National Guard Holds Training Exercise

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Photo shared by local talk radio show, Delaware 105.9, host Dan Gaffney via Twitter.
Photo shared by local talk radio show, Delaware 105.9, host Dan Gaffney via Twitter.

By Terry Rogers

Milford citizens may have been surprised on Wednesday and Thursday, April 2 and 3 when military vehicles, tents and radar were parked at the Milford Middle School. The purpose of the vehicles was to provide training to National Guard units.

“There was no one there from Homeland Security,” said Bill Kent of the National Guard. “All participants were Delaware National Guardsmen along with some civilian personnel from the State of Delaware.”

The Delaware National Guard’s 31st Civil Support Team conducted the training evaluation from 6 am until 7 pm in the building that previously housed Milford Middle School on Lakeview Ave. The Civil Support Team provides support to local, state and federal civil authorities in the event there is an actual, or even suspected, terrorist incident. The team also provides support during natural or manmade disasters that may lead to catastrophic loss of life, such as earthquakes or fires.

“Every state is required to have a Civil Support Team,” said Captain Brian Malloy. “They are there to enhance the capabilities of state and local agencies and are completely mobile. They consist of two-man teams who, when they receive a call, have 90 minute to report to their home base, which is in Smyrna, and three hours to report to the location.” Captain Malloy says that the team knew this was a simulation and evaluation and not a real scenario when they reported.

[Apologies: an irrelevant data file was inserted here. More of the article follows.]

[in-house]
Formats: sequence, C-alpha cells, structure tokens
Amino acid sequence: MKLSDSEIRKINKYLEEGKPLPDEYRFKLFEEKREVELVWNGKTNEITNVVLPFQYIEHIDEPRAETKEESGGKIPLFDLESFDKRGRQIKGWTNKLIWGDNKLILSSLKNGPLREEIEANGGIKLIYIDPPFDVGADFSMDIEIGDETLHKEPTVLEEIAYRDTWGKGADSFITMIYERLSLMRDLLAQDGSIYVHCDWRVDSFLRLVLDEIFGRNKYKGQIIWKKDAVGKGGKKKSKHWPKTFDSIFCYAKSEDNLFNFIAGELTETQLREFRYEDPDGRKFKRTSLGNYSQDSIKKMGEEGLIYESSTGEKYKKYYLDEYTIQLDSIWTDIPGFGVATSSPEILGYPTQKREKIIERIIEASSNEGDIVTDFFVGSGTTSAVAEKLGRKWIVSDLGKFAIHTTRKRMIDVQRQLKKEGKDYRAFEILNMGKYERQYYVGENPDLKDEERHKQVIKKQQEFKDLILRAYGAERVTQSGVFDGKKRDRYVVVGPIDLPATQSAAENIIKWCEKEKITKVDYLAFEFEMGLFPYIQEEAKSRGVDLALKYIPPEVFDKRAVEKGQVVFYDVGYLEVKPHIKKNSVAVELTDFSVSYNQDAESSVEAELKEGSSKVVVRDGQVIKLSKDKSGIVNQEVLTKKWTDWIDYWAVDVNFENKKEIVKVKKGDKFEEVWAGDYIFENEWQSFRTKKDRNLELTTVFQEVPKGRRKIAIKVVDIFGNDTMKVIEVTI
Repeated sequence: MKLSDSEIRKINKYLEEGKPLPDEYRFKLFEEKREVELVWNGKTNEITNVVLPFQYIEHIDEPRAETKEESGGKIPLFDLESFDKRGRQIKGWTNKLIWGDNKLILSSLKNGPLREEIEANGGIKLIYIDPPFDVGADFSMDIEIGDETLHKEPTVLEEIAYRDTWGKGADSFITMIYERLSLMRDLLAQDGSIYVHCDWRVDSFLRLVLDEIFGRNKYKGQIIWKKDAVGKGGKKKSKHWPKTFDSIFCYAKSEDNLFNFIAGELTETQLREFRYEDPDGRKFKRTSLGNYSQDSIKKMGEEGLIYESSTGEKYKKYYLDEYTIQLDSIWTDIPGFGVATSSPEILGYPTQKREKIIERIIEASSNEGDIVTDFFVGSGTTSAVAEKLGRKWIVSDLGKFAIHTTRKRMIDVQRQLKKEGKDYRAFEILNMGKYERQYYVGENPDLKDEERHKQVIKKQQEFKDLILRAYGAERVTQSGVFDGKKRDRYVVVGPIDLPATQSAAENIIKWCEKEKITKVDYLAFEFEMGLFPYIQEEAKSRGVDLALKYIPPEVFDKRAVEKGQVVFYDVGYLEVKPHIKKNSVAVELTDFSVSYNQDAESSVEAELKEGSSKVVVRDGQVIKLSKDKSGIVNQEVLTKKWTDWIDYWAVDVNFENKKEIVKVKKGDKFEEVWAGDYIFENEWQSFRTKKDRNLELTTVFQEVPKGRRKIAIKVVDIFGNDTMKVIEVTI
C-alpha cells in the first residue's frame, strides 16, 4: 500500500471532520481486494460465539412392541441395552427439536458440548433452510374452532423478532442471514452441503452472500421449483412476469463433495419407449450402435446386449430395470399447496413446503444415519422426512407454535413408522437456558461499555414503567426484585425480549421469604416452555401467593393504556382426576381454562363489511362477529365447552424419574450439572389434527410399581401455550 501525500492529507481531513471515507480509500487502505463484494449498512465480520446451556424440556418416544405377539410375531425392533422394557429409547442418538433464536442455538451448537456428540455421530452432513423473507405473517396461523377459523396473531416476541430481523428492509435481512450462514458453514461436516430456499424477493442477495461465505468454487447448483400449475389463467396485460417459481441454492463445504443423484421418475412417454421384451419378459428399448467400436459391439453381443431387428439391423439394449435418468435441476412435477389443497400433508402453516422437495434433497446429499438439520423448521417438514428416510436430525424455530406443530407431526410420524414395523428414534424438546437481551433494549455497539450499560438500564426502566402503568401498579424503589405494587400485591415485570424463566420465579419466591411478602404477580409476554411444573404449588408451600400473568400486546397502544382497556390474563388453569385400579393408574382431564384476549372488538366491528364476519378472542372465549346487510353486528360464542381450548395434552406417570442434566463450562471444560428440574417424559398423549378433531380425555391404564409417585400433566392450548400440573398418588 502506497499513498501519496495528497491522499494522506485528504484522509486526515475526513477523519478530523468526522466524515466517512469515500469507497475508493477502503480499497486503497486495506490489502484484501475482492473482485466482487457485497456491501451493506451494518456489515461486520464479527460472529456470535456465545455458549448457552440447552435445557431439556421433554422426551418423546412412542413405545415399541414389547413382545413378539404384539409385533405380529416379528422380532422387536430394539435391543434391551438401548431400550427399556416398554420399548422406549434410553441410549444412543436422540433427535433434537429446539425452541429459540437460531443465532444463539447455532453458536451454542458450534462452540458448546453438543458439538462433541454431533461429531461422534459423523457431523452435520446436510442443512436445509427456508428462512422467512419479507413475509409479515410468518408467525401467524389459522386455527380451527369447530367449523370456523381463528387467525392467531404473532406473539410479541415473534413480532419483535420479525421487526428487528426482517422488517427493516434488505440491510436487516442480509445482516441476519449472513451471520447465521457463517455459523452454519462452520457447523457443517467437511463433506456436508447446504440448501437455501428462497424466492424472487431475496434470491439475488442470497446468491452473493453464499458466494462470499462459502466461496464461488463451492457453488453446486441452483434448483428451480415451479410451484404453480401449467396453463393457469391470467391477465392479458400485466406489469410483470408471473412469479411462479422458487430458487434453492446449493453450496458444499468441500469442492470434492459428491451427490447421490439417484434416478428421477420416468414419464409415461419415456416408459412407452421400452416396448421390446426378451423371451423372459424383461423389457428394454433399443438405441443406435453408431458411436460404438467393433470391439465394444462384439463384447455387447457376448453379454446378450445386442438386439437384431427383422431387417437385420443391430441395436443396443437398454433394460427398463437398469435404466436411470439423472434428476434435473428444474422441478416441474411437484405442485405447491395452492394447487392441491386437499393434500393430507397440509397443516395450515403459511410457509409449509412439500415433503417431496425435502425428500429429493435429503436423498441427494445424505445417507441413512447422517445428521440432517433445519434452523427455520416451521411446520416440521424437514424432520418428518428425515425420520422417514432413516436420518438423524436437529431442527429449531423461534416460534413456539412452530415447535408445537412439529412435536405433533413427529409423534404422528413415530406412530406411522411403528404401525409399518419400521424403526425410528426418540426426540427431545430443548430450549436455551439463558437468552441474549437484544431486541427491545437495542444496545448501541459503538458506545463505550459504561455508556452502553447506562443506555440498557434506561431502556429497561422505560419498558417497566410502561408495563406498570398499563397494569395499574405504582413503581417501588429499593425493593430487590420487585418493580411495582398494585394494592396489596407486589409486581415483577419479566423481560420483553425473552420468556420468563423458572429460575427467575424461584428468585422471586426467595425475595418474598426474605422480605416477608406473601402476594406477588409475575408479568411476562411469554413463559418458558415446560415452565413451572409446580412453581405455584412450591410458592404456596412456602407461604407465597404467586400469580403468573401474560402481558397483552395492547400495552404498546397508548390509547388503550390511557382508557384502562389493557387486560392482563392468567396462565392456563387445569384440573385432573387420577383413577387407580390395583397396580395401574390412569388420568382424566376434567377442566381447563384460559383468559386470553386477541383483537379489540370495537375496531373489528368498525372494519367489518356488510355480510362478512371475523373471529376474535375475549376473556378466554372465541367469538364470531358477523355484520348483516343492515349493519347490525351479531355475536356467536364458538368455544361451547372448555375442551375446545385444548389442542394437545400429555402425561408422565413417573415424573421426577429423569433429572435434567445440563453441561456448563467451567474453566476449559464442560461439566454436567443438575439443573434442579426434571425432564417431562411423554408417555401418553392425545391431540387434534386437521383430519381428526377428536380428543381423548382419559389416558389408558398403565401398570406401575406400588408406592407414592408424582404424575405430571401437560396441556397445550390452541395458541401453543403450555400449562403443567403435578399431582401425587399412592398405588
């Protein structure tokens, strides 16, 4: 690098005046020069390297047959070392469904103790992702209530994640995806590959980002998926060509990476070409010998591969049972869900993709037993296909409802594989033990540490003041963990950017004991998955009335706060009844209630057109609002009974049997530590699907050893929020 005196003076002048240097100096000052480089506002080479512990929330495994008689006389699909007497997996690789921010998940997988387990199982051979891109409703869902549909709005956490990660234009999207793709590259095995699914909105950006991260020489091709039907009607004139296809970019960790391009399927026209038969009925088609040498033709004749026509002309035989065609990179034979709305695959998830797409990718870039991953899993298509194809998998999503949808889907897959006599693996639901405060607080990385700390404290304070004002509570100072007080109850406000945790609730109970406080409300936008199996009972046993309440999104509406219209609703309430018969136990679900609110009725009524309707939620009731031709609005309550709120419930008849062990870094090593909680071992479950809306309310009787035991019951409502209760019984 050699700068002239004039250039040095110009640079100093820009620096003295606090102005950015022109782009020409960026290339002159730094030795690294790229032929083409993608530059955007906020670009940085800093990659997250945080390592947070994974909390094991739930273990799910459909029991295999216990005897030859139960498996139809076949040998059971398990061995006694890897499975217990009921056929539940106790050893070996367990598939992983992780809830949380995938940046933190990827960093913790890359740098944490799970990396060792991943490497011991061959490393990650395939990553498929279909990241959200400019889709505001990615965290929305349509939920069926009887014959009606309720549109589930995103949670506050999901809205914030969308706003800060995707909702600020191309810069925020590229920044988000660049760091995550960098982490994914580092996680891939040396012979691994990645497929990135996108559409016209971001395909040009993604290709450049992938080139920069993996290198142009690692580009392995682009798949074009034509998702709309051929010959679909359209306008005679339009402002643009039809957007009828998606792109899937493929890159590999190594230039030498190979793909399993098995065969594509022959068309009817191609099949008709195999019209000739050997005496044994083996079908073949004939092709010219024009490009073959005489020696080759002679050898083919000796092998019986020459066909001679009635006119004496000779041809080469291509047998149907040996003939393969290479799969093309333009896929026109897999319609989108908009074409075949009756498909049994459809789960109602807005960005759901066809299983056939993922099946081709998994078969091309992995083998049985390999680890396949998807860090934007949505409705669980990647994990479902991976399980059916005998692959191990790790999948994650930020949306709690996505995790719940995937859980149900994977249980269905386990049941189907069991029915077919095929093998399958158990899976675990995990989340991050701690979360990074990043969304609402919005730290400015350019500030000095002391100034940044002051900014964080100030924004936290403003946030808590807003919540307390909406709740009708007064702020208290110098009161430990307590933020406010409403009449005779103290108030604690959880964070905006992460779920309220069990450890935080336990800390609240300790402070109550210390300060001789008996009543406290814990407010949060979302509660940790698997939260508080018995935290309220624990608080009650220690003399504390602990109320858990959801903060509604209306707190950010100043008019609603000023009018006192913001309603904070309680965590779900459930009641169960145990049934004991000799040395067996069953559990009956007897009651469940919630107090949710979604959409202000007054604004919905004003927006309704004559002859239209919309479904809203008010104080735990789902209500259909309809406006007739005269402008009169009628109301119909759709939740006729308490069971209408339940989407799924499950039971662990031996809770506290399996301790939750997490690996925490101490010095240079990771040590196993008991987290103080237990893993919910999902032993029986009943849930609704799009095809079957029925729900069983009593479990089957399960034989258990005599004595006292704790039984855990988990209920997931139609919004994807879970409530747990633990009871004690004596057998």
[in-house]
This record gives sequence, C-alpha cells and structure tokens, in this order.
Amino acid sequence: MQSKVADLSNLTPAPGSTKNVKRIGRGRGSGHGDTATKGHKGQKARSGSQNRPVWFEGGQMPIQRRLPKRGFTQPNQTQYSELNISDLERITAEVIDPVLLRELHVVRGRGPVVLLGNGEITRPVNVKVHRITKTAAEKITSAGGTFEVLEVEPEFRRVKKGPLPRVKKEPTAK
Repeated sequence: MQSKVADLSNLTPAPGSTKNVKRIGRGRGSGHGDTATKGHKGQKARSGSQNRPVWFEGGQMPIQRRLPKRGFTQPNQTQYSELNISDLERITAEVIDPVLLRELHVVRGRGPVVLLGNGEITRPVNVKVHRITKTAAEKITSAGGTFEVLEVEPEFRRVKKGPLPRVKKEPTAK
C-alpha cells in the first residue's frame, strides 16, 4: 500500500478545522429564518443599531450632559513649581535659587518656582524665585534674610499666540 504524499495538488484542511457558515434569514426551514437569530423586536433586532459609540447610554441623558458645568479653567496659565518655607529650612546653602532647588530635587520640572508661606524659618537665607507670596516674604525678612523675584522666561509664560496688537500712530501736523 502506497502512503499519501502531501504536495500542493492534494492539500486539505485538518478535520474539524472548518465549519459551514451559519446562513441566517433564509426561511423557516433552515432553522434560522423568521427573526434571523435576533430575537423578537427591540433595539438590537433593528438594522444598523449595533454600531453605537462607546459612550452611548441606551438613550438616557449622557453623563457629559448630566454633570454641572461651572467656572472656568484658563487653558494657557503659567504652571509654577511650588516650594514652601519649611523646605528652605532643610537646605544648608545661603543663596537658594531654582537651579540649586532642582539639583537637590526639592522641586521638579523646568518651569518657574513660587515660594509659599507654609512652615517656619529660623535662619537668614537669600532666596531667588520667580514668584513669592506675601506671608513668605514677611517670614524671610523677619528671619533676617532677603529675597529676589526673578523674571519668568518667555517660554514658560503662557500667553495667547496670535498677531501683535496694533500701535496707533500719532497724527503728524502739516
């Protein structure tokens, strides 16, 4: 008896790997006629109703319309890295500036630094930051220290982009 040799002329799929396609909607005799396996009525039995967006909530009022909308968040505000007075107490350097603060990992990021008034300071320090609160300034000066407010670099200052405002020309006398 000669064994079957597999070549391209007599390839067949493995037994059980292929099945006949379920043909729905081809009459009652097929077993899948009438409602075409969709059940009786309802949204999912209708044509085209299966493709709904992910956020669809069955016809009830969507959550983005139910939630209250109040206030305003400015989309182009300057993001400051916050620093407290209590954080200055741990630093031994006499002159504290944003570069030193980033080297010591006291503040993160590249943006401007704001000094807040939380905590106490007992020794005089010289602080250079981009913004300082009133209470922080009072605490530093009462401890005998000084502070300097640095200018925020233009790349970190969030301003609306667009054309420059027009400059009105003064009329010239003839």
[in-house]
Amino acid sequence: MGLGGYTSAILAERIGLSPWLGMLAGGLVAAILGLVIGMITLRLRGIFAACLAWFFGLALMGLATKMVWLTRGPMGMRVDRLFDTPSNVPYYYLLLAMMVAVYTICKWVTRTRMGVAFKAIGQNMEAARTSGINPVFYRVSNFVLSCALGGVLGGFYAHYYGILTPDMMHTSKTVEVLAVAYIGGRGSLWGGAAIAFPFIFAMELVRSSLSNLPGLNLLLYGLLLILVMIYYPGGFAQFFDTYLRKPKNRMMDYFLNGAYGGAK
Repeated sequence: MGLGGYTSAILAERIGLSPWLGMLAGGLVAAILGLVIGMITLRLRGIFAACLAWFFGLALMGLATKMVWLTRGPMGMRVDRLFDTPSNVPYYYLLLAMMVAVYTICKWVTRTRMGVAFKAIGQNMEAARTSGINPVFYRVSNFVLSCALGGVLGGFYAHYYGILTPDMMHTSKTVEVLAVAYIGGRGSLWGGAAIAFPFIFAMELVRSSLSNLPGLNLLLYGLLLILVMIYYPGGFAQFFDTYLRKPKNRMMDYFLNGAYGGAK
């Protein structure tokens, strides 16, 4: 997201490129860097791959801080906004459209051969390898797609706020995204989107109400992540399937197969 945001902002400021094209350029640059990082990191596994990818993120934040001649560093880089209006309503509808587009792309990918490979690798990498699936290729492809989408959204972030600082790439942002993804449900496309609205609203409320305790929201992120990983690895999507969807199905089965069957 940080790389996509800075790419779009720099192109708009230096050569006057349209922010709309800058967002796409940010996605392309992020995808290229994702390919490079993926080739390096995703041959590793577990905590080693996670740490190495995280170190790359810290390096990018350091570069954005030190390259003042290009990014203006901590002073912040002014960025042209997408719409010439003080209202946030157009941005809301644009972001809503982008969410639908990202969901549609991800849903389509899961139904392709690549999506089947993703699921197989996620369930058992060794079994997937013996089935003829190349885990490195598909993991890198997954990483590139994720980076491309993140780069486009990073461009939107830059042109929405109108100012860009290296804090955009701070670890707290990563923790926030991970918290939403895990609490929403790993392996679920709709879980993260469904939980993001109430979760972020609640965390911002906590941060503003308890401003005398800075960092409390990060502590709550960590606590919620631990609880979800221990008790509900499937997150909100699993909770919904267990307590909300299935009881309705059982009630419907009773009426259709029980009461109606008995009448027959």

The exercise at Milford Middle School was part of the team’s training and certification process. Since it was a former school, simulations on the two days dealt with school-related scenarios. On Tuesday, the training involved dealing with potential explosive devices placed in the school by students who did not mean to harm anyone, but were pulling Senior Week pranks. On Thursday, the scenario dealt with white powder mailed to school administrators, as well as explosive devices placed in the school by someone upset about the school’s handling of bullying.

“No active or live agents were used as part of the training,” Captain Malloy explained. “It was all completely simulated, so there was no danger at all to the public. In a real-case scenario, Milford and Delaware State Police would have been on the scene, along with the fire company. Because it was training, they were not on the scene, but were informed of the exercise. The Fire Chief was present, and we did use one of the fire trucks during the training.” Captain Malloy said the truck was used to access water from hydrants during the training, using only between 50 and 100 gallons of water.

Captain Malloy said that finding locations for the training is often difficult, and when the opportunity arose for them to use the former school, it gave them a chance to train for school-related scenarios. Captain Malloy stated that they found the middle school perfect for their needs, but also saw that the building was no longer suitable for students.

“This gave us an awesome opportunity and we loved the building,” Captain Malloy explained. “We could not have asked for a better location for this training. The district was very cooperative. Dr. Stevenson, Dr. Kohel and the Building Supervisor, Ron White, worked with us to be sure we had everything we needed. We are hoping that this training will even offer some assistance to the district since our training was school-incident related.”

Dr. Glen Stevenson, Supervisor of Buildings and Grounds for Milford, said that the district was not involved in any of the operations. “The team just used our facility to provide necessary training to the civilian members of their team,” Dr. Stevenson explained. “However, given the scenarios they used, their training certainly could benefit our district, surrounding districts or even local businesses if the unthinkable should ever happen.”